The anticipated commotion surrounding the meeting already intensified the day before, as the Vatican cancelled plans for live broadcast of the two leaders greeting each other. Their private talks were never intended to be broadcast, per usual protocol for the Pontiff’s meetings with heads of state, but there had been plans for media to broadcast the moment of Francis and Biden greeting each other. The Vatican didn’t say why those plans changed.
The North Korean issue
On the same day, South Korean President Moon Jae-in’s meeting with Pope Francis is expected to address, once again, the preferred themes of Vatican diplomacy. The “Blue House”—the presidential residence in Seoul—has unveiled the major issues planned for this private audience: the pandemic, the fight against poverty, and climate change.
However, another issue on which both countries are working is expected to dominate media attention: that of relations with North Korea.
During his previous visit to the Vatican in 2018, President Moon Jae-in—who is strongly committed to the reunification of the Korean peninsula—opened a novel breach by transmitting to Pope Francis an oral invitation from Kim Jong-un, the supreme leader of the People’s Republic of Korea, to come to his country.
The Holy See welcomed the announcement but requested an official invitation, which has never arrived. This is due, among other things, to a rise in tensions resulting from the resumption of North Korean ballistic tests in the Sea of Japan in 2019.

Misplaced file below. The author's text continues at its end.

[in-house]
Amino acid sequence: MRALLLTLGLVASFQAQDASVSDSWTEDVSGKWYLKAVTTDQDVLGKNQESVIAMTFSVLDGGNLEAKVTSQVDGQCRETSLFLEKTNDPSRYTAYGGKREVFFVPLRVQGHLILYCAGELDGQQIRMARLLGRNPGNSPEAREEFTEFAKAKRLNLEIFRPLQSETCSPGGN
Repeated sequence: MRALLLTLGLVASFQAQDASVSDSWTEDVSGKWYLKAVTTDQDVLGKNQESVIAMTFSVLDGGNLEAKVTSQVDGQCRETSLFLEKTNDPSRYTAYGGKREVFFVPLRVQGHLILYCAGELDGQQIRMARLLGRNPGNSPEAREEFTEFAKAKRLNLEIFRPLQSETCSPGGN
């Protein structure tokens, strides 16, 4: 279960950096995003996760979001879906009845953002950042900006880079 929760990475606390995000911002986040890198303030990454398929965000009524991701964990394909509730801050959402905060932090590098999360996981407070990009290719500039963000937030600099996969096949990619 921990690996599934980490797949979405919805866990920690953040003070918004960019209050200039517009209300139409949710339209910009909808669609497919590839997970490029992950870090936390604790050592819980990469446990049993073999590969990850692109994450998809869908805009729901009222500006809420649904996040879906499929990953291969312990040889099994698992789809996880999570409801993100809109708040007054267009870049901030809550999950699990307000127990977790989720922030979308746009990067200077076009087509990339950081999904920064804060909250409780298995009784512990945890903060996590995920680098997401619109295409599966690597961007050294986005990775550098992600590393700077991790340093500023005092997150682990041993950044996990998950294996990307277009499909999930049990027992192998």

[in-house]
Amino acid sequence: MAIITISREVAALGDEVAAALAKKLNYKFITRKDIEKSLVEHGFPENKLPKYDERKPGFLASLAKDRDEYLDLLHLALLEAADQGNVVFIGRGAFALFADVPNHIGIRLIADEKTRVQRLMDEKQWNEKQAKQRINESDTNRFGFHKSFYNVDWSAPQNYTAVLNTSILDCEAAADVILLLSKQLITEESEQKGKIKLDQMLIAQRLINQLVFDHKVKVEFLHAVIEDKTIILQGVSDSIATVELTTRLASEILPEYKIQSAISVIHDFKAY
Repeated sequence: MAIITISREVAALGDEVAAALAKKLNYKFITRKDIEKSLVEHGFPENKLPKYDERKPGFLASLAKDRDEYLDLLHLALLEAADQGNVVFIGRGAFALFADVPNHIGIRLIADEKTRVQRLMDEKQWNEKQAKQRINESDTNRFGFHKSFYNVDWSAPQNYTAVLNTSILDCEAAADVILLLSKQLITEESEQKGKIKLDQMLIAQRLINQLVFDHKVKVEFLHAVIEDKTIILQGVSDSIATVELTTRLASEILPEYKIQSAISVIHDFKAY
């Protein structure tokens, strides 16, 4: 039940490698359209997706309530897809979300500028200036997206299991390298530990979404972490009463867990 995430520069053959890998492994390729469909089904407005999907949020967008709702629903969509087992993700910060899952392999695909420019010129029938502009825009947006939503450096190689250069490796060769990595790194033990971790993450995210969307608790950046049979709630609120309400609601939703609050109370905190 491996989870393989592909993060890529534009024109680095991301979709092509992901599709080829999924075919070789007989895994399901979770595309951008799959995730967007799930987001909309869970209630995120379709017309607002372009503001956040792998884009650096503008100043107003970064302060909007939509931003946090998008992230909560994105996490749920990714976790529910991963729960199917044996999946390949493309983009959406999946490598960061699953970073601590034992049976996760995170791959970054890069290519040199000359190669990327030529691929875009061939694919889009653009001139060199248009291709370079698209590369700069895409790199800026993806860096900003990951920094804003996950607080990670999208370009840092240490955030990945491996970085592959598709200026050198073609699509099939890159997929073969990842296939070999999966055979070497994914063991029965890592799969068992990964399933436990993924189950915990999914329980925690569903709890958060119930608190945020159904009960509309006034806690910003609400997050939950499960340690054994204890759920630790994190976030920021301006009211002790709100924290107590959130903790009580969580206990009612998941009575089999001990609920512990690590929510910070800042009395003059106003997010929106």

Since then, however, the possibility of a historic trip of the Pope above the 38th parallel north has been repeatedly raised by the Catholic Church in South Korea as well as by the government of Moon Jae-in, especially through the unexpected warming of the dialogue between Donald Trump and Kim Jong-un.
On October 25, 2021, the spokeswoman for the South Korean Ministry of Unification stated that a visit by Pope Francis to North Korea, if it were to take place, would “greatly contribute” to the establishment of peace on the Korean peninsula.
However, the “North-politik” that the Holy See and Seoul seem to be pursuing appears so far to be far from successful, due to the many obstacles that stand in their way. First, there’s the unpredictable and opaque nature of the intentions of North Korea and its leader. Secondly, this project must take into account the interests of three key players in the North Korean issue: the United States, China, and Russia.